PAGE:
The first thing we did at Machu Picchu was run away from it. The city sits between two mountains - Machu Picchu and Huayna Picchu. Huayna (meaning young) is the peak that rises right above the city - the one you see in all the photographs - and Machu (meaning old) is to the Southeast, offering panoramic views of the whole complex and the surrounding valley. Huayna can only be climbed by the day's first 450 visitors, and we didn't qualify, so we went the other way.

Trekking up Machu Picchu towards Intipunku Temple. It was a hot and humid hike!
A huge rock marking the site of the cemetery. About 1/3rd of the way to Intipunku. 1000 feet above city entrance.
View of the valley with Urubamba river
It took us about 40 minutes of steep uphill climbing to reach Intipunku, where we arrived sweaty and gasping. Unlike the rest of Machu Picchu, this portion of the site is nearly deserted, we barely ran into 10 people during the whole expedition. The views from Intipunku were really something. It was nice to catch our breath in silence, alone on top of the world.

Machu Picchu spread out below us
My Lion King moment proved to be a not-very-prudent idea, as, being out of breath and woozy from the altitude, I got a nice case of vertigo on that rock and almost went over head first. That branch above my head came in handy.

Colorful tropical plant life around Intipunku.
After Intipunku, we hiked to the Inca Bridge - another amazingly beautiful walk along another side of the ridge, showing off new angles of the valley.

Lion King moment #2. It's interesting to note that there are no guardrails anywhere on the trails, so you walk along these narrow rocky paths at your own risk, with thousands of feet of free-fall accompanying you at every step. Not for the faint of heart, but quite exhilarating.
The Inca Bridge
After we were satisfied that we had given the surrounding area a decent comb-through, we headed down to the city itself, where we spent 2 hours crawling along every nook and cranny. I don't have a lot of commentary on this; anything you want to know about Machu Picchu you can find out on your own easily enough, but here are some "best-of" from the 400+ photos we took that day.

Distinct trapezoidal architecture. By building their walls and windows in that shape, their structures were more stable and resistant to earthquakes. The city is built on the intersection of two faultlines, after all.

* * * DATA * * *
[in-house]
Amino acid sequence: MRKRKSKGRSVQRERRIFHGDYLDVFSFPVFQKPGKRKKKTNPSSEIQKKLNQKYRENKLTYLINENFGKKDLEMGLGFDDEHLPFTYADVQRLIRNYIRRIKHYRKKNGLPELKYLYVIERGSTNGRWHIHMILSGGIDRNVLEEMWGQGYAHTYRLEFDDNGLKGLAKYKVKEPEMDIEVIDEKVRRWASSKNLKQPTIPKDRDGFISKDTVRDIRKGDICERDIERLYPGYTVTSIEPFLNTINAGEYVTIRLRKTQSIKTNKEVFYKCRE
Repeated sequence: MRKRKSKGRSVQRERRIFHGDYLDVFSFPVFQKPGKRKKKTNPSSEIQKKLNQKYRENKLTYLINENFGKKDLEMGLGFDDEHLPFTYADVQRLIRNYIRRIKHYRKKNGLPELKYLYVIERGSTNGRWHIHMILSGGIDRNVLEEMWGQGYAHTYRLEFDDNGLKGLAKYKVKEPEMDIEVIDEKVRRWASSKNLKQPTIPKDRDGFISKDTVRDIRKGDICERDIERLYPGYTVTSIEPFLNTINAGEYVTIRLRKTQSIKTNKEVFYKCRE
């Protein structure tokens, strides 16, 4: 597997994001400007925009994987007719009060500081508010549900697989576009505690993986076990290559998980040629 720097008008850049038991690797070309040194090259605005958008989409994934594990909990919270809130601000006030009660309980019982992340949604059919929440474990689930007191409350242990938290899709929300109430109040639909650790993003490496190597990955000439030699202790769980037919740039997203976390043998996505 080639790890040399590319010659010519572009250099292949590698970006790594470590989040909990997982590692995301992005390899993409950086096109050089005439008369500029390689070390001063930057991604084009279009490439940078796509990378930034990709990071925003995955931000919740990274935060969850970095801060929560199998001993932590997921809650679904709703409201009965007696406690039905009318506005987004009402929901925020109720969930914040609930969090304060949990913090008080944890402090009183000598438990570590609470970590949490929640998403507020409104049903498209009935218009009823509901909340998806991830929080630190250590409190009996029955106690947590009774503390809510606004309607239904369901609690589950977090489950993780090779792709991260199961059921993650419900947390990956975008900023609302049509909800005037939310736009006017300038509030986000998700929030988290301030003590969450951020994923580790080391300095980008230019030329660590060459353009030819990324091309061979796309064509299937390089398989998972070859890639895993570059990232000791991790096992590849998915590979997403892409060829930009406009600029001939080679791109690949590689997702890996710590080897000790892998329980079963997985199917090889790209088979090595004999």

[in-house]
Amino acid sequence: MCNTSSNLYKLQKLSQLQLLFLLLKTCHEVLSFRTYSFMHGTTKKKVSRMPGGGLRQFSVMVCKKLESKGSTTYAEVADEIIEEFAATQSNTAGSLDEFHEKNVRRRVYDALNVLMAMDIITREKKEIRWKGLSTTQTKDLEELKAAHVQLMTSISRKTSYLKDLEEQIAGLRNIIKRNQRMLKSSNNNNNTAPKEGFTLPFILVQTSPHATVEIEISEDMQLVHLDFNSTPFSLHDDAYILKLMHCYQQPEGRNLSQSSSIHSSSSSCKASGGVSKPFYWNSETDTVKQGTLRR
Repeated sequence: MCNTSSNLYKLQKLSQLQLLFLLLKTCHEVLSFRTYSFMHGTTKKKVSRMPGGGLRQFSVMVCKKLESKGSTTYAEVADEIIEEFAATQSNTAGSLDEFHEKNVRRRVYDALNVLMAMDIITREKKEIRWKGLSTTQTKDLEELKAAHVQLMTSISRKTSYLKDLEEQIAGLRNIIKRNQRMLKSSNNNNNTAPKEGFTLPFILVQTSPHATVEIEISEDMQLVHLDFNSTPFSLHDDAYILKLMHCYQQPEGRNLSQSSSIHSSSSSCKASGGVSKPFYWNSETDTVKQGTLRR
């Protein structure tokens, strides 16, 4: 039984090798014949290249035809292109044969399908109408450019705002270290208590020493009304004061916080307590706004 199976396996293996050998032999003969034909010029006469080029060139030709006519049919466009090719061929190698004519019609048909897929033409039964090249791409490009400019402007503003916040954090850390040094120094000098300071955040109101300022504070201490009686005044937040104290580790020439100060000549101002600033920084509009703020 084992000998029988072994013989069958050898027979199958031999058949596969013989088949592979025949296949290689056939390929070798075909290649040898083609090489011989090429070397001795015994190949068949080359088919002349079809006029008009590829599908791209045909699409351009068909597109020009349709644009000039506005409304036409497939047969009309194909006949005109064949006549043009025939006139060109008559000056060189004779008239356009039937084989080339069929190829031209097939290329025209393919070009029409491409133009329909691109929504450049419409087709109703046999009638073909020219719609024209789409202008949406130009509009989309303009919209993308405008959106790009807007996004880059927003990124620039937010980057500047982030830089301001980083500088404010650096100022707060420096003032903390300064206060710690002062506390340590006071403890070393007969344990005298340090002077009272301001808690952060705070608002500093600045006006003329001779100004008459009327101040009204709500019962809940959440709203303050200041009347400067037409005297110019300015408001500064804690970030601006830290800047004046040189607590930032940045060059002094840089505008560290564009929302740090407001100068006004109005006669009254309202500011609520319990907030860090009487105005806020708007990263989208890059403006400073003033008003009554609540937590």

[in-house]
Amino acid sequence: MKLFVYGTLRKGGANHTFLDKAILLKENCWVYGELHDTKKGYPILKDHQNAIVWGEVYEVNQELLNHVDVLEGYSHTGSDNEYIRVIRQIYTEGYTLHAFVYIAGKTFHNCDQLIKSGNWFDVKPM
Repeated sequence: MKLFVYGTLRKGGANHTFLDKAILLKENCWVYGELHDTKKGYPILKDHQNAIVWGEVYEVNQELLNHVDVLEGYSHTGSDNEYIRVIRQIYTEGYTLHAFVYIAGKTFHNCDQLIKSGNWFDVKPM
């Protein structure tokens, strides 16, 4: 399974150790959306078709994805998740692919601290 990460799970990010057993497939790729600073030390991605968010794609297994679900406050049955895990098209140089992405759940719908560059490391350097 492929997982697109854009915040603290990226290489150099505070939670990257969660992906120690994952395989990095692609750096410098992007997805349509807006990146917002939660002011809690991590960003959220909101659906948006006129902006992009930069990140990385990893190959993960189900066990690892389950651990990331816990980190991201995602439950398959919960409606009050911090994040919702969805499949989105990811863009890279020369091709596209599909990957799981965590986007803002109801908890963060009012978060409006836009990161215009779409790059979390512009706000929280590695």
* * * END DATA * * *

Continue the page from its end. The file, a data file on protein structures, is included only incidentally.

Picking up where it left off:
The residential part of Machu Picchu

Terraced agricultural area

Showing the locals where the best grub is.

At the end of the day, we spent nearly 5 hours hiking, climbing and running, and we still didn't see everything.  But by then, our knees were on the verge of exploding, and we smelled like Roquefort after performing all these activities on a very humid 80 degree day. We boarded the return bus shuttle stinky, parched and hungry, but also thoroughly satisfied and awestruck by all the amazing things we'd seen that day. It may be touristy to the point of cliche, but seeing it for yourself gives you an instant appreciation for why people flock here. There's an indisputable draw to something so huge and wonderful, so old and new at the same time. A whole city nestled in this remote corner of mountain and jungle thicket, where, if you find a quiet corner, you can listen to the wind whistling along the stone walls and almost see the people that lived here 500 years ago, almost feel the gods they worshipped. Incas were great builders, and - lucky for us - so much of their legacy endures to this day. Machu Picchu is of course the Big Kahuna of Inca ruins - the one name that's synonymous with this part of the world, but there are many other sites, including the far less known Choquequirau, called Machu Picchu's Sacred Sister. Very few tourists ever go there, but it's no less spectacular than its more famous counterpart. Maybe next time...

Here are a few cool facts about Machu Picchu, somethings you may not find on the Wikipedia page, to conclude this virtual tour.

No comments:

Post a Comment